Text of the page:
Focus on Courses

08 August 2017

NDT – Visual Testing
Harold Jansen





“I see no more than you, but I have trained myself to notice what I see”.

These words from the renowned fictional detective Sherlock Holmes, capture the essence of one of the most popular Non-Destructive Testing (NDT) methods utilised today, called Visual Testing. Visual testing, as the term implies, is the visual observation of material or components, big or small, throughout its ‘engineering lifespan’ which stretches from initial manufacture, through the formation/ shaping processes, during assembly and construction, until commissioning, operation, in-service testing and maintenance up to the final decommissioning phase.

Visual testing is an essential tool to assess any engineering product, within a specific sector, throughout it’s engineering ‘life’ to ensure optimum performance by eliminating or addressing ‘obvious visual’ problems.

Visual testing – definition

Visual testing can be described as the interaction of the visible portion of the electromagnetic spectrum with a test surface (or volume, in the case of translucent materials) and the consequent observation of changes in the light beam, which in this case is the inspection medium, caused by the presence of a discontinuity.

Visual testing techniques

There are three basic visual testing techniques, viz. direct, indirect and translucent techniques.

Direct visual testing refers to direct observation of an accessible inspection surface, with the eye placed within 600mm of the area of interest. The incident angle between the eye and the inspection surface should not exceed 60 degrees, or else the inspection can be regarded as a profile assessment rather than a surface inspection method.

Mirrors may be used to modify this angle of vision or even to illuminate the inspection surface. Magnifying lenses (usually not exceeding 10 x magnification) may be used to assist the testing process.

Indirect or remote visual testing relies on the use of equipment such as borescopes, fiberscopes, video probes or cameras, manipulated via mechanical means, such as remotely operated robots or drones, to make a hard to reach surface visually observable. In both cases, the image resolution, also referred to as image detail, must be comparable and aspects such as digital pixel size and colour image sensors come into play.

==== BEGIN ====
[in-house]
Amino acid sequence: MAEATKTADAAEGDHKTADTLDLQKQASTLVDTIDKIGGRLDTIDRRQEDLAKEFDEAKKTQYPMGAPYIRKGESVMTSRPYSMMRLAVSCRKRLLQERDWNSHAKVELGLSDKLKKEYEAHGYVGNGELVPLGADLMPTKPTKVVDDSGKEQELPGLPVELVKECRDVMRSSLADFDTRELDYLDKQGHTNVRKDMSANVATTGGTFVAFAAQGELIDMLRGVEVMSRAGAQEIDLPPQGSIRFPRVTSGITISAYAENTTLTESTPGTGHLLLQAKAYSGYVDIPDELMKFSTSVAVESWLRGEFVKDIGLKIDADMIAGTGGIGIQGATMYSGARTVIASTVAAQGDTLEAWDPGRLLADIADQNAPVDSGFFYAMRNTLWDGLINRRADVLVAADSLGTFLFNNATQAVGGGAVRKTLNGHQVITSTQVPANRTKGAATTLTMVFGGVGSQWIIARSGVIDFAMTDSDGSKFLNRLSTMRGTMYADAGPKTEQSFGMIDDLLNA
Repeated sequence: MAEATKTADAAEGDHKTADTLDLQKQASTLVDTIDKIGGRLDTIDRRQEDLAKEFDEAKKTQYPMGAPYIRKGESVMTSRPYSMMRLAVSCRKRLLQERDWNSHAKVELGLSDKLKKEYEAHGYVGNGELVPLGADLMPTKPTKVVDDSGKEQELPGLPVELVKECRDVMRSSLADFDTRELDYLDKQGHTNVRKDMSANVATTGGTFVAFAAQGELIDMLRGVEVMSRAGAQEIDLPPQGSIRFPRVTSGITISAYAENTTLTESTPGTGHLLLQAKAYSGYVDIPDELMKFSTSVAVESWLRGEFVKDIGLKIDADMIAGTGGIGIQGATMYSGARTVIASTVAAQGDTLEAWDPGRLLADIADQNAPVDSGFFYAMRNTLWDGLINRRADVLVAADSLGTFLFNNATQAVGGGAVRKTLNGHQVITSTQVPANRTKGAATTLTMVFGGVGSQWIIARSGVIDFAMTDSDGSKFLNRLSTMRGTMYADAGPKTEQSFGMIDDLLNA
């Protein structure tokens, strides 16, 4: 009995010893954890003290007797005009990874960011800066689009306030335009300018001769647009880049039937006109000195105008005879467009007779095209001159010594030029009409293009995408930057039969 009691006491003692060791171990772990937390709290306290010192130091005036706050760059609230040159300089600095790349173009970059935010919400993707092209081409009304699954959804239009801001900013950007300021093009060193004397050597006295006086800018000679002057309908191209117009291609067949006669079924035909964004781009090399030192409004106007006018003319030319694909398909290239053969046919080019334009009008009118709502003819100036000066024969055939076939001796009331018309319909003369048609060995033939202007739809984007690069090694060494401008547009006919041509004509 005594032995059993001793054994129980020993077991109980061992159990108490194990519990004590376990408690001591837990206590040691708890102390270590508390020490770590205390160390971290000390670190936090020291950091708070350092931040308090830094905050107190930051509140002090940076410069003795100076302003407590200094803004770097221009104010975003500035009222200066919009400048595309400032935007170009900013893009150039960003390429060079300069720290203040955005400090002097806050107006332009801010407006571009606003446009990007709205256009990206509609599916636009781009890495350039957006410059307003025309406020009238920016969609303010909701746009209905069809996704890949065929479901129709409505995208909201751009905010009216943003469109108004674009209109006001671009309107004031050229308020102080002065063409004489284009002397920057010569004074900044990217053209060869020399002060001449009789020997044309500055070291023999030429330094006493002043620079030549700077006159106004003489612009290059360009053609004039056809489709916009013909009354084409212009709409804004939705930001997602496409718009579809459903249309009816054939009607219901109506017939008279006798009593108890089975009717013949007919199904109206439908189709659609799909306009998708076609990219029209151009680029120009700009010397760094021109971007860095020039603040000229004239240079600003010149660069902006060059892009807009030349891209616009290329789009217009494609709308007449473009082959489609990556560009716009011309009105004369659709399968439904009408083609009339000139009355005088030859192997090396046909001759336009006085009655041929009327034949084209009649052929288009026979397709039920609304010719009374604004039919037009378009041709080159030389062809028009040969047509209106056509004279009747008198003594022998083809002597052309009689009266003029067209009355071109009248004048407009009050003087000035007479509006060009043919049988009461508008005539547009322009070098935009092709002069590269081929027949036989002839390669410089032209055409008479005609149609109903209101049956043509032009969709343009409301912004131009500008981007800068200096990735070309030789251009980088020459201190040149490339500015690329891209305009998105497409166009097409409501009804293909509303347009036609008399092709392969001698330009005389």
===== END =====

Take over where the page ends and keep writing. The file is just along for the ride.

Translucent visual testing can only be performed if light can be transmitted through the material under test. This technique is very seldom used in general engineering since most engineering materials are opaque.

The difference between visual testing and visual inspection

It is clear from the techniques mentioned above, that visual testing usually relates to the identification of discontinuities relating to either welded (as per ISO 5718), casted (EN1559 Parts 1 to 6) or wrought (EN 10163 Parts 1-3) products.

Visual inspection on the other hand can be considered as the overall component inspection and includes aspects such as geometric verification, compliance with fabrication specification and overall structural integrity.

Engineering components, therefore, have to undergo both visual inspection (looking at the component as a whole) and visual testing (having a closer look for discontinuities that might influence the operability of a component).

Competence of Visual Testing personnel.

The competence of visual testing personnel is obviously critical, whether inspecting according to ASME, ISO or EN manufacturing codes. ISO 9712, the internationally recognised standard for qualification and certification of NDT personnel, can be used as the foundation to implement, manage and develop personnel competence within the field of visual testing, whether it is competence verification by the manufacturer, company certification (authorisation) or third party conformity assessment schemes that is required.